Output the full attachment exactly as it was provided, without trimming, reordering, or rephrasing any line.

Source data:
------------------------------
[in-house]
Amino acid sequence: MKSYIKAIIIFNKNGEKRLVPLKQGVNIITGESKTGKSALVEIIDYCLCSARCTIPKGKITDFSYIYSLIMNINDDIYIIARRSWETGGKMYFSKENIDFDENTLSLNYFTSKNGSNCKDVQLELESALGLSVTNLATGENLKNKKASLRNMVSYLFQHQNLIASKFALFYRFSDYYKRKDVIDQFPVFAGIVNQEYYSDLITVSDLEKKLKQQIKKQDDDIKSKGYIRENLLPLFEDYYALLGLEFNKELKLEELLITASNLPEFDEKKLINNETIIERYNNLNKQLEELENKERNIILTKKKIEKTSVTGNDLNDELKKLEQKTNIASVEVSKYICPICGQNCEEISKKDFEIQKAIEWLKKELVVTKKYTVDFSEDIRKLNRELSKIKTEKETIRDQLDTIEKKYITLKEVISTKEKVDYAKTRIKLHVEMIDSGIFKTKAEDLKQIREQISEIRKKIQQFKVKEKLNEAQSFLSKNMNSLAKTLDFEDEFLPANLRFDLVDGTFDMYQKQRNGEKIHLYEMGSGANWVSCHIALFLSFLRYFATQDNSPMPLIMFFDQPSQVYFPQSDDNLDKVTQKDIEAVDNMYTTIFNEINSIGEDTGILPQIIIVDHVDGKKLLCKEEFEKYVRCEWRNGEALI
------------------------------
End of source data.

[in-house]
Amino acid sequence: MKSYIKAIIIFNKNGEKRLVPLKQGVNIITGESKTGKSALVEIIDYCLCSARCTIPKGKITDFSYIYSLIMNINDDIYIIARRSWETGGKMYFSKENIDFDENTLSLNYFTSKNGSNCKDVQLELESALGLSVTNLATGENLKNKKASLRNMVSYLFQHQNLIASKFALFYRFSDYYKRKDVIDQFPVFAGIVNQEYYSDLITVSDLEKKLKQQIKKQDDDIKSKGYIRENLLPLFEDYYALLGLEFNKELKLEELLITASNLPEFDEKKLINNETIIERYNNLNKQLEELENKERNIILTKKKIEKTSVTGNDLNDELKKLEQKTNIASVEVSKYICPICGQNCEEISKKDFEIQKAIEWLKKELVVTKKYTVDFSEDIRKLNRELSKIKTEKETIRDQLDTIEKKYITLKEVISTKEKVDYAKTRIKLHVEMIDSGIFKTKAEDLKQIREQISEIRKKIQQFKVKEKLNEAQSFLSKNMNSLAKTLDFEDEFLPANLRFDLVDGTFDMYQKQRNGEKIHLYEMGSGANWVSCHIALFLSFLRYFATQDNSPMPLIMFFDQPSQVYFPQSDDNLDKVTQKDIEAVDNMYTTIFNEINSIGEDTGILPQIIIVDHVDGKKLLCKEEFEKYVRCEWRNGEALI